wild chickens on molokai

Chickens in the Road and Fairytale Town

chickensMy office is always running some kind of “togetherness” team-building promotional event for its real estate agents, but expecting this Sacramento REALTOR to dress up like a chicken should not be one of them. To be fair, this did not happen in real life but it is what I dreamed last night, and let’s face it, sometimes dreams turn into reality; at least mine often do.

They styled my hair into a chicken comb — btw, am I the only person in the world to google: what is the name of the thing on top of a chicken’s head — and dressed me in white skinny-leg pants, paired with a yellow top and painted scary looking chicken toes on my feet. It was some sort of Mardi Gras party and there was me, dressed like a chicken. You know, I can see the reason I had that dream. But it’s not what you are probably thinking.

When I was in Molokai earlier this month, one thing you can’t help but notice is all of the red hens and roosters –chickens, running in the wild. You see them everywhere on the island, pecking in the grass, sprinting through the trees along side the road. If you ask Don, who looks like he’s been driving Midnight Taxi for decades, he’ll tell you it’s because the plantation guys brought in chickens around the turn of the 20th Century for cockfights. He’ll also groan about the guy on Kamehameha Highway who won’t share his mangoes with anybody, even if you politely ask.

On top of that, I spotted a chicken yesterday walking around the parking lot outside of Fairytale Town. I suppose they can fly. Or maybe some careless kid left a gate open. It was strutting back and forth, wondering why it had black tar under its feet instead of sand, I imagine, or maybe it was enjoying exploration beyond the fence and sending text messages back to the other chickens: nope nothing here in the parking lot except for some Sacramento REALTOR pounding on her cellphone and blowing up Ingress portals.

I felt the need to stop at Fairytale Town on my way home to Land Park after shooting photos of a new listing in Freeport Park, just across the road from Hollywood Park. The portals beckoned. For more info, call Elizabeth Weintraub, 916.233.6759. There are a ton of Ingress portals at Fairytale Town. And that one chicken running loose.

Feral Chickens and Chickens in Fair Oaks

Feral Chickens and Chickens in Fair Oaks

Feral chickens and chickens in Fair Oaks; speaking of chickens, one of my mother’s first jobs as a teenager, besides serving ice cream at Bridgemann’s, was that of a chicken plucker at a chicken factory in Saint Paul. The chickens would come down the assembly line with their broken necks and feet still attached, while factory workers would grab them and furiously pull out their down and feathers—total yuck.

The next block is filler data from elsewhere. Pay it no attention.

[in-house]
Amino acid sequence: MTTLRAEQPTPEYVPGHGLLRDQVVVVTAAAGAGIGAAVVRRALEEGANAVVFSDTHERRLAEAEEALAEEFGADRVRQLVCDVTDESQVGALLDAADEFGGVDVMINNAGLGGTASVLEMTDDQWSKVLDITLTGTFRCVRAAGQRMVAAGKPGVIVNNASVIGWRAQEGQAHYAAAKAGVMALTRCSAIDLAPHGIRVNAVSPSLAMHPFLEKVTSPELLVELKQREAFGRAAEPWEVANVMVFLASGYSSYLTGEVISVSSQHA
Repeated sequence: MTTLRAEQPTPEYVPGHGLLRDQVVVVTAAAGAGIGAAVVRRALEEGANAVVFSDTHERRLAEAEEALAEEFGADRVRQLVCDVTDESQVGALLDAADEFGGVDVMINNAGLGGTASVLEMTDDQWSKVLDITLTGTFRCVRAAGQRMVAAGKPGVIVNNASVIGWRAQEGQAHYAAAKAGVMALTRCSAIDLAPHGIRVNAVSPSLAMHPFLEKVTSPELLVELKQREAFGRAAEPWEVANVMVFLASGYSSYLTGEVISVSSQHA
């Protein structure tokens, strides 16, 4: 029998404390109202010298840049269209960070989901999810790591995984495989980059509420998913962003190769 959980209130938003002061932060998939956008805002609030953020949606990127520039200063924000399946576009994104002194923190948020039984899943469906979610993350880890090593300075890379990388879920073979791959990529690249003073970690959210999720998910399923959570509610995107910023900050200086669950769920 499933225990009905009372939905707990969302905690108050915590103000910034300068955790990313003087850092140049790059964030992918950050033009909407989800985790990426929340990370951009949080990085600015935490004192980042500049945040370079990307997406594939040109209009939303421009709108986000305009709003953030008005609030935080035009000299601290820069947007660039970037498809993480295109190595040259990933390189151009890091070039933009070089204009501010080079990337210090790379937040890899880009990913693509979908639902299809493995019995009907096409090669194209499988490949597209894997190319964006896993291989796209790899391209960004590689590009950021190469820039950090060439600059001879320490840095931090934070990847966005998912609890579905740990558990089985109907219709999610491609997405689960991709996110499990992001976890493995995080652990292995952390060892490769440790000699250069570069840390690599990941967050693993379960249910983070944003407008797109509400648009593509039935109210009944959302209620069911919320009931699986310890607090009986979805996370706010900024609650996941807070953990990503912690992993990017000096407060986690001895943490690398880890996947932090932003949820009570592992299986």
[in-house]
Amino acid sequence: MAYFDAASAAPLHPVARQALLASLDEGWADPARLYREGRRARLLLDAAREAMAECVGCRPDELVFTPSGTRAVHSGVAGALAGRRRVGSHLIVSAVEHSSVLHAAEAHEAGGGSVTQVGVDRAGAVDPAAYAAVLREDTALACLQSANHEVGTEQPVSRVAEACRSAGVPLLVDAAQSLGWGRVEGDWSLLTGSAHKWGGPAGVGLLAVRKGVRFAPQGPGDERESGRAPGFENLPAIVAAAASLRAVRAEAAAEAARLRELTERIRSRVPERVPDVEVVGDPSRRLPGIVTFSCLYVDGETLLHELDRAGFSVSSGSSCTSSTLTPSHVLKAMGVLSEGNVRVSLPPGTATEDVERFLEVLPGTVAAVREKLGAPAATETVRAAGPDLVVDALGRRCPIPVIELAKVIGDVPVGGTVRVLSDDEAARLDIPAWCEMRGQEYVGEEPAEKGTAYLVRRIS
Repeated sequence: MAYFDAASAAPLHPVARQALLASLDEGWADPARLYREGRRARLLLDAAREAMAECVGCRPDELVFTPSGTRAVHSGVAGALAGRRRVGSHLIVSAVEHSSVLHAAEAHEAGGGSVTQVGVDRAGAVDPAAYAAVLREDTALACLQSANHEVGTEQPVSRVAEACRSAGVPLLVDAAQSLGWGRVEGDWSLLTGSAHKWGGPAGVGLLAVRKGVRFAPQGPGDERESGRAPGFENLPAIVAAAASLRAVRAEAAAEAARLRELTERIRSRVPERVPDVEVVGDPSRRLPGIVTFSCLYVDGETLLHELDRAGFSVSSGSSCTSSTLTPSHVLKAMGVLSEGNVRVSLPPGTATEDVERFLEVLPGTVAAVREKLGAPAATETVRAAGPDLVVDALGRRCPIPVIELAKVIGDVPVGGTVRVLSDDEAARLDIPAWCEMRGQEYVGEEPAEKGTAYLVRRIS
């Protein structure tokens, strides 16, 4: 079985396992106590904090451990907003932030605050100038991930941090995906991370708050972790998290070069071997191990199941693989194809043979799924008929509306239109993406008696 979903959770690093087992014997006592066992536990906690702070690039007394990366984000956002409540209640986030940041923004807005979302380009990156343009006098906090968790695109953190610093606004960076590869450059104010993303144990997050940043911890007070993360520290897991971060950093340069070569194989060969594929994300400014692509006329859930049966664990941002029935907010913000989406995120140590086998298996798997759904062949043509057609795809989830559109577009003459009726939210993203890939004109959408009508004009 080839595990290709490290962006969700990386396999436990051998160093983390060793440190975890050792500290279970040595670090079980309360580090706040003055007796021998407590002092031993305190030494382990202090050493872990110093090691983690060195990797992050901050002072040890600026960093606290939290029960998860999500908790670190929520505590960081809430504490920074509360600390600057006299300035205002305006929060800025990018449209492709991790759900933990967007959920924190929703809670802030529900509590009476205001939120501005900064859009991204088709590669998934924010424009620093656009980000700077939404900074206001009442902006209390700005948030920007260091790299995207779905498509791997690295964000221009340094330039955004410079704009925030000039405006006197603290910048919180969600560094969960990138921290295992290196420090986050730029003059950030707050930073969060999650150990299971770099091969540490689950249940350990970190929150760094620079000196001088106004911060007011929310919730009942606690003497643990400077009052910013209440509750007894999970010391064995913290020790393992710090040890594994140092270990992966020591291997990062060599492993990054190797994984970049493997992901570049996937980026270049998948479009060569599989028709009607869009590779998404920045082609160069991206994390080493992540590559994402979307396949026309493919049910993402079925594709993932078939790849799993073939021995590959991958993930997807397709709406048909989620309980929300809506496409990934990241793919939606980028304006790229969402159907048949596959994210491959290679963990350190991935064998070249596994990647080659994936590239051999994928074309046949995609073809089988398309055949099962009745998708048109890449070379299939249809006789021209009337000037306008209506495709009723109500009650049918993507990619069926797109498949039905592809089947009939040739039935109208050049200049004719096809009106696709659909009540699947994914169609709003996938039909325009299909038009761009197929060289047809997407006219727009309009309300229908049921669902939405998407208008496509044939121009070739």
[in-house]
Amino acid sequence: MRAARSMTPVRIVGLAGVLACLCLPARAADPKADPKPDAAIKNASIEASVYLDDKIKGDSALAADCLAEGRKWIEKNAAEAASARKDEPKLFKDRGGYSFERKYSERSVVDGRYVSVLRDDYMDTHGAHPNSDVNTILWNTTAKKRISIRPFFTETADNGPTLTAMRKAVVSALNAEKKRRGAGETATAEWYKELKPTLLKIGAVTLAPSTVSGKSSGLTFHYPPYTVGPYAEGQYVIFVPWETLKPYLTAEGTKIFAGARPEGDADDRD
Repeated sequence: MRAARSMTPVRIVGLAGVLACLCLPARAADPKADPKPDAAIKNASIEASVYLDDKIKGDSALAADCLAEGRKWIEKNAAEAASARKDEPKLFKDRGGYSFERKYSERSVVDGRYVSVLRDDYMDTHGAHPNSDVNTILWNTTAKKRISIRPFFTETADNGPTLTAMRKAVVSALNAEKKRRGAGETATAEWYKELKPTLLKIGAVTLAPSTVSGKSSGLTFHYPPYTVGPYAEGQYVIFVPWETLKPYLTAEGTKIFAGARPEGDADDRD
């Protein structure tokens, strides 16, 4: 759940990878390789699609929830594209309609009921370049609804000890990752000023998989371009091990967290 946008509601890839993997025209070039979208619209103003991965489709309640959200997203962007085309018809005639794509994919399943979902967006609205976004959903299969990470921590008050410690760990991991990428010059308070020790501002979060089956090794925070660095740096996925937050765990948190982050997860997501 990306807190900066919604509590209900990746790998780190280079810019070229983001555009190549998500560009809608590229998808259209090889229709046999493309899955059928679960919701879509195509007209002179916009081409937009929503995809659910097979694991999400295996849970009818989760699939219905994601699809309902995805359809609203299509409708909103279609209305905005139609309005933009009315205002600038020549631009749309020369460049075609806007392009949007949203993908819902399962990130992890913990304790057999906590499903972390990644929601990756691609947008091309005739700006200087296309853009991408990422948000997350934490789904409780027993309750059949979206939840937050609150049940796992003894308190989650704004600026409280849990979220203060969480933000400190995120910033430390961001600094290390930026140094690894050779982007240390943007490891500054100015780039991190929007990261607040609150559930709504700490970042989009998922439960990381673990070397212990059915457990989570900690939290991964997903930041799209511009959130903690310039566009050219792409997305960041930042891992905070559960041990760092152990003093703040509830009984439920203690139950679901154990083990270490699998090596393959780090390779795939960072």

I have no idea how it is done today, and I imagine the chicken factories are completely automated now if they are even still in business. My mother’s chicken plucking days were in the 1940s.

We have many chickens running around in Fair Oaks, California, but nobody tries to grab them and shove the birds into a deep fryer. At least not that I know about. However, the feral chickens who live in Fair Oaks are nowhere near the number of wild chickens in places like Molokai.

You can read more in my personal blog today and find out why there is a stray chicken wandering around the parking lot at Fairytale Town: Chickens in the Road and Fairytale Town

. Elizabeth Weintraub.

Elizabeth’s blog, Feral Chickens and Chickens in Fair Oaks, held a familiar ring. I wanted to add I also worked in a turkey plant in Turlock, California, when I was 16. The turkeys were on an assembly line, all plucked and hosed clean, then hung up on a hook. We each had a specific cut using a very sharp boning knife. There were about 20 workers on the line, all-female. By the time the turkey made its way to the end of the conveyor belt, it was fully boned. Of course, the plant thought I was 18. Elizabeth’s mom and I shared something in common, we both worked in poultry as teenagers.

I have eight chickens currently. In my youth, I would raise and butcher my chickens. Yes, I plucked all the feathers too. My chickens today are 100% pets and provide fresh eggs. When I want chicken for dinner, I go to the grocery store and buy it.

I drove through old Fair Oaks recently, and sure enough, the feral chickens were strutting about.

If you are interested in buying or selling a Real Estate property, don’t hesitate to get in touch with Weintraub and Wallace Realtors. Elizabeth Weintraub & JaCi Wallace/ RE/MAX Gold. You can reach us at 916-233-6759.

~~JaCi Wallace

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